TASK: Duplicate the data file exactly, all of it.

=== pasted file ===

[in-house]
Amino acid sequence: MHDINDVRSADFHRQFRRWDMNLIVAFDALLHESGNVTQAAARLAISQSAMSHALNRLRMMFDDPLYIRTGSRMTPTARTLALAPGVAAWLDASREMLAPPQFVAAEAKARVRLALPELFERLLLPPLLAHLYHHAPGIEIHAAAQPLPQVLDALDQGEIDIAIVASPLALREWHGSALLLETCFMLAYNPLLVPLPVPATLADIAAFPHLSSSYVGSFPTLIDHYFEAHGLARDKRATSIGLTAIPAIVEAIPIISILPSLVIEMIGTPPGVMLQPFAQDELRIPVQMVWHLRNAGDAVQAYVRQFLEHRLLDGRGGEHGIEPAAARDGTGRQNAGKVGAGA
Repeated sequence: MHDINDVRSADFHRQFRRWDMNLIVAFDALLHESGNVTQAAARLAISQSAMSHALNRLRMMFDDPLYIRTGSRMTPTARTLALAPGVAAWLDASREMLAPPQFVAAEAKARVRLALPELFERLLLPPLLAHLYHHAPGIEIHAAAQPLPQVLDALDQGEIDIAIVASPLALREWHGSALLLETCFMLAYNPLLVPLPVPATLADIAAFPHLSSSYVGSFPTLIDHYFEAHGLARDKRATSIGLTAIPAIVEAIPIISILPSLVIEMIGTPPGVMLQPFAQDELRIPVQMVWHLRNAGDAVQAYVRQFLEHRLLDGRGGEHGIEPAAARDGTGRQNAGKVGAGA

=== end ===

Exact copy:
[in-house]
Amino acid sequence: MHDINDVRSADFHRQFRRWDMNLIVAFDALLHESGNVTQAAARLAISQSAMSHALNRLRMMFDDPLYIRTGSRMTPTARTLALAPGVAAWLDASREMLAPPQFVAAEAKARVRLALPELFERLLLPPLLAHLYHHAPGIEIHAAAQPLPQVLDALDQGEIDIAIVASPLALREWHGSALLLETCFMLAYNPLLVPLPVPATLADIAAFPHLSSSYVGSFPTLIDHYFEAHGLARDKRATSIGLTAIPAIVEAIPIISILPSLVIEMIGTPPGVMLQPFAQDELRIPVQMVWHLRNAGDAVQAYVRQFLEHRLLDGRGGEHGIEPAAARDGTGRQNAGKVGAGA
Repeated sequence: MHDINDVRSADFHRQFRRWDMNLIVAFDALLHESGNVTQAAARLAISQSAMSHALNRLRMMFDDPLYIRTGSRMTPTARTLALAPGVAAWLDASREMLAPPQFVAAEAKARVRLALPELFERLLLPPLLAHLYHHAPGIEIHAAAQPLPQVLDALDQGEIDIAIVASPLALREWHGSALLLETCFMLAYNPLLVPLPVPATLADIAAFPHLSSSYVGSFPTLIDHYFEAHGLARDKRATSIGLTAIPAIVEAIPIISILPSLVIEMIGTPPGVMLQPFAQDELRIPVQMVWHLRNAGDAVQAYVRQFLEHRLLDGRGGEHGIEPAAARDGTGRQNAGKVGAGA